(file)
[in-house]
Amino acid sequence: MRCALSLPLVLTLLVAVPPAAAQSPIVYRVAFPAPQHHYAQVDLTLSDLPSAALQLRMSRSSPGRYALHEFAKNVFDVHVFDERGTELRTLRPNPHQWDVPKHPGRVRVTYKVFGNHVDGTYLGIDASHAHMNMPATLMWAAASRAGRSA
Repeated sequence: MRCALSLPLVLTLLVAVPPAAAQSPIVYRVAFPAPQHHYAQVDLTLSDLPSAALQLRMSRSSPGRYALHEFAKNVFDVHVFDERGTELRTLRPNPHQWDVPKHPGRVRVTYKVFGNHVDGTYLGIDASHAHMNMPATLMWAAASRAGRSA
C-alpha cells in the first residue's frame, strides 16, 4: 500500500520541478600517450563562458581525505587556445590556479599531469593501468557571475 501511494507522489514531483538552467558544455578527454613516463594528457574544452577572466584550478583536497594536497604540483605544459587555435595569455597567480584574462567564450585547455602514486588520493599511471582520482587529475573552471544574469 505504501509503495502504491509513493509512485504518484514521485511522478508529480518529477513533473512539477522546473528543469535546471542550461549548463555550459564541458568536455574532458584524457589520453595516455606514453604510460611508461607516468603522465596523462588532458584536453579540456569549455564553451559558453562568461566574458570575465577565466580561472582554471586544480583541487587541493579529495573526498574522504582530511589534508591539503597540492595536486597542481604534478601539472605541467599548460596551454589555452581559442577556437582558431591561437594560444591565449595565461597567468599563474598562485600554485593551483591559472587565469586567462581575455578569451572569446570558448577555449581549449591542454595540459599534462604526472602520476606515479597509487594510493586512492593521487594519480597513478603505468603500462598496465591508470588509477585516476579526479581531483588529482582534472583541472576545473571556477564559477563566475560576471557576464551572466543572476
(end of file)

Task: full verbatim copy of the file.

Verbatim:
[in-house]
Amino acid sequence: MRCALSLPLVLTLLVAVPPAAAQSPIVYRVAFPAPQHHYAQVDLTLSDLPSAALQLRMSRSSPGRYALHEFAKNVFDVHVFDERGTELRTLRPNPHQWDVPKHPGRVRVTYKVFGNHVDGTYLGIDASHAHMNMPATLMWAAASRAGRSA
Repeated sequence: MRCALSLPLVLTLLVAVPPAAAQSPIVYRVAFPAPQHHYAQVDLTLSDLPSAALQLRMSRSSPGRYALHEFAKNVFDVHVFDERGTELRTLRPNPHQWDVPKHPGRVRVTYKVFGNHVDGTYLGIDASHAHMNMPATLMWAAASRAGRSA
C-alpha cells in the first residue's frame, strides 16, 4: 500500500520541478600517450563562458581525505587556445590556479599531469593501468557571475 501511494507522489514531483538552467558544455578527454613516463594528457574544452577572466584550478583536497594536497604540483605544459587555435595569455597567480584574462567564450585547455602514486588520493599511471582520482587529475573552471544574469 505504501509503495502504491509513493509512485504518484514521485511522478508529480518529477513533473512539477522546473528543469535546471542550461549548463555550459564541458568536455574532458584524457589520453595516455606514453604510460611508461607516468603522465596523462588532458584536453579540456569549455564553451559558453562568461566574458570575465577565466580561472582554471586544480583541487587541493579529495573526498574522504582530511589534508591539503597540492595536486597542481604534478601539472605541467599548460596551454589555452581559442577556437582558431591561437594560444591565449595565461597567468599563474598562485600554485593551483591559472587565469586567462581575455578569451572569446570558448577555449581549449591542454595540459599534462604526472602520476606515479597509487594510493586512492593521487594519480597513478603505468603500462598496465591508470588509477585516476579526479581531483588529482582534472583541472576545473571556477564559477563566475560576471557576464551572466543572476